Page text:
** Contaminate one out of every seven drinking water wells within a mile of a landfill receiving exempt waste, which is EPA's own estimate;

** Pollute the drinking water of at least 13,200 individuals getting their water from wells near landfills that accept exempt wastes;

** Create as many as 1681 new "Superfund" sites, which would require cleanup as a result of receiving exempt wastes, according to calculations by the Hazardous Waste Treatment Council. The Superfund list today only contains 1211 sites requiring cleanup, so adding 1681 new landfills to the list would more than double the size of the officially-acknowledged cleanup problem.

The opportunity to re-write the hazardous waste rules arose Dec. 6, 1991 when the Court of Appeals for the D.C. Circuit decided a 12-year-old lawsuit (Shell Oil vs. EPA), saying EPA had made a procedural error by not giving industry enough time to comment on rules promulgated in 1980. Thus on procedural (not substantive) grounds, the court threw out two key parts of the nation's hazardous waste laws: the "mixture rule" and the "derived from" rule. The mixture rule said, if you mix a hazardous waste with a non-hazardous waste, the result is by definition a hazardous waste. The point was to prevent companies from merely diluting their wastes to avoid regulation. The "derived from" rule said any waste derived from treatment of a hazardous waste is, itself, a hazardous waste. The point was to prevent "sham recyclers" from processing wastes in ways that did nothing to detoxify them, merely to avoid regulation.

The administration's new proposal "reinstates" the mixture rule and the derived-from rule, but the two rules are unrecognizable in their new form.

EPA's new proposal actually encourages polluters to dilute their wastes. Any waste containing toxins below certain concentrations will be exempt from regulation. To get the concentration down, dilute. The problem with this approach has always been that toxins have a bad habit of getting into food chains and reconcentrating. What is dilute in water today is concentrated in lettuce and grass and cows tomorrow. This is why dilution can never be an adequate solution to pollution.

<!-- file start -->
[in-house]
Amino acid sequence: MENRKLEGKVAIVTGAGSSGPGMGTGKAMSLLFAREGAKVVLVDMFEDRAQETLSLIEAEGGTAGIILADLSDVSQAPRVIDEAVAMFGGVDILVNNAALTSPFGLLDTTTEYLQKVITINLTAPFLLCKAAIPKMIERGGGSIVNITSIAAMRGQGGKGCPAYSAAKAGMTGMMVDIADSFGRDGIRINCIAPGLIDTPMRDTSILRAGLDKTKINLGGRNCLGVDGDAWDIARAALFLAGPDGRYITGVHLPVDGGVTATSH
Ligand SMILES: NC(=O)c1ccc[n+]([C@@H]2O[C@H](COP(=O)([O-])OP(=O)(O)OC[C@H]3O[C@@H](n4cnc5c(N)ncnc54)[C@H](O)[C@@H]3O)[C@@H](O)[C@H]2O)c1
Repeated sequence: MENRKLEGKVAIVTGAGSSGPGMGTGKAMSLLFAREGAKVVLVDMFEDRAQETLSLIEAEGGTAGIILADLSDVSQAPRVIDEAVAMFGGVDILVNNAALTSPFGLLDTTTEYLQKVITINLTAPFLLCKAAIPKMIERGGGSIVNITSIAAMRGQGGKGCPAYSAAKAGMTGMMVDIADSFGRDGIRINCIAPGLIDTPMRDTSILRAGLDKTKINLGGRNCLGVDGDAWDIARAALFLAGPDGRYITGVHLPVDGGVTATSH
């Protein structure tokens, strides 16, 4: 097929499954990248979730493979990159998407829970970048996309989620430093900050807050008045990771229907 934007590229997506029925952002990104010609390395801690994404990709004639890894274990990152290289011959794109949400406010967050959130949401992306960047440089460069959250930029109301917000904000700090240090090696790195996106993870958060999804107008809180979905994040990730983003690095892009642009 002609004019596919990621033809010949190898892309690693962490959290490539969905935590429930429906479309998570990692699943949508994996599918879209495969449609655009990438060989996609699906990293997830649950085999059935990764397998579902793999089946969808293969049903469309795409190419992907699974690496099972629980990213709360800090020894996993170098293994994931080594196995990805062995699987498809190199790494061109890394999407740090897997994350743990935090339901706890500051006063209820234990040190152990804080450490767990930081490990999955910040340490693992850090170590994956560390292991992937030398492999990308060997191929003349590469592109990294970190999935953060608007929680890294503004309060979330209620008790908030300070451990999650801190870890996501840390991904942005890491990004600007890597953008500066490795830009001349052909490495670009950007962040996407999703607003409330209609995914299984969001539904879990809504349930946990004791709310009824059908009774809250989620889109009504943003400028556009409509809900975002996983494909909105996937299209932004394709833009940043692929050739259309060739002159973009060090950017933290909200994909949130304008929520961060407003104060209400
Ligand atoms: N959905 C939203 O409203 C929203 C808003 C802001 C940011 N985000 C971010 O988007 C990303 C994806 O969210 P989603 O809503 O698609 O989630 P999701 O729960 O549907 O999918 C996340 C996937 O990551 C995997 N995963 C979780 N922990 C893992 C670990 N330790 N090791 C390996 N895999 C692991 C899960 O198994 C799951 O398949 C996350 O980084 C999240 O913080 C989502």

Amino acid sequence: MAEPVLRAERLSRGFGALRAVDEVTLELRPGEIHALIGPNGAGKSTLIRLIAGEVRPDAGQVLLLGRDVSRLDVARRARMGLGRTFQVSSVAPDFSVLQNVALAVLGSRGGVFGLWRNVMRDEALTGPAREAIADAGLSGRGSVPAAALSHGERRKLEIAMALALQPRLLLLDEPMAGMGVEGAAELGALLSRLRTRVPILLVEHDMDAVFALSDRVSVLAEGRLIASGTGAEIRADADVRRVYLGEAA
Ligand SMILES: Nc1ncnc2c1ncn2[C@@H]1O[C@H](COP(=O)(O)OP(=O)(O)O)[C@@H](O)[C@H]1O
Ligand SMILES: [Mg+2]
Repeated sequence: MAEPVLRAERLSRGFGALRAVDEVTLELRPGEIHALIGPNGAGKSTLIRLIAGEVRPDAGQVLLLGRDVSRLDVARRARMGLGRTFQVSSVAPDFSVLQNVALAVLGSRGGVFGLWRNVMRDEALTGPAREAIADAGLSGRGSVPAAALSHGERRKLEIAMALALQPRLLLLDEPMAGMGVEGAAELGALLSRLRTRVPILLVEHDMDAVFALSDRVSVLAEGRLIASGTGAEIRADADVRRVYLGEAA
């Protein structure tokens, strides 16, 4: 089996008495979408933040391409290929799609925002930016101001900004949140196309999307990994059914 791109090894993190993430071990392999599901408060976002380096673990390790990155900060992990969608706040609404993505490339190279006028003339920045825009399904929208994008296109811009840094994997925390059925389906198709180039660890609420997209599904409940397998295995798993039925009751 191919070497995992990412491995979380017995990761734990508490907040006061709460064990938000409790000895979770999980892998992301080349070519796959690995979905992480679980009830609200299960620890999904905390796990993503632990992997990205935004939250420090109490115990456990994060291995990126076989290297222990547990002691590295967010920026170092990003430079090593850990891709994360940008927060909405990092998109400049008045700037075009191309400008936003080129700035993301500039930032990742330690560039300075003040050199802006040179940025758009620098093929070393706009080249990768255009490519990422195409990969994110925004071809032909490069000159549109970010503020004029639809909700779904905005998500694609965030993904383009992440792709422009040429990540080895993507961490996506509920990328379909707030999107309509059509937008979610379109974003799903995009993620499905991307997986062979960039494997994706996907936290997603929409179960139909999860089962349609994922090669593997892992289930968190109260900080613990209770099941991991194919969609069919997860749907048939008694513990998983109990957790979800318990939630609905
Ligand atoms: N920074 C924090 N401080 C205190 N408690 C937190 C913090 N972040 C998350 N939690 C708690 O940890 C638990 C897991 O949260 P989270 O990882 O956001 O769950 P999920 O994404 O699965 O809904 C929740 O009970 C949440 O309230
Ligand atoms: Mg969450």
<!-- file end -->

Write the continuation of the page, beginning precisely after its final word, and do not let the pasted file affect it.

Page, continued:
A second key feature of the new EPA proposal is that any company can declare its wastes exempt (because of low concentration) without producing any laboratory analyses or data to support the claim. Industrial polluters will be bound only by an "honor system" not to cheat.

EPA supports its new proposals with elaborate risk assessments that claim to show that only 13,200 people would have their drinking water supplies contaminated by the proposal.

The Hazardous Waste Treatment Council has published a long analysis of EPA's risk assessments, trying to prove that risks to human health from the new proposal are much worse than EPA's scientists say they are. But the new proposal, and the risk assessments that support it, really represent a triumph of an approach that William Reilly has been pushing since he arrived at EPA four years ago and which the Hazardous Waste Treatment Council and its allies have never opposed: use risk assessment to decide priorities. Polluters love this approach because there is so little available data about health risks from pollutants, and the data that do exist are so controversial that a carefully-crafted risk assessment can support any claim anyone wants to make.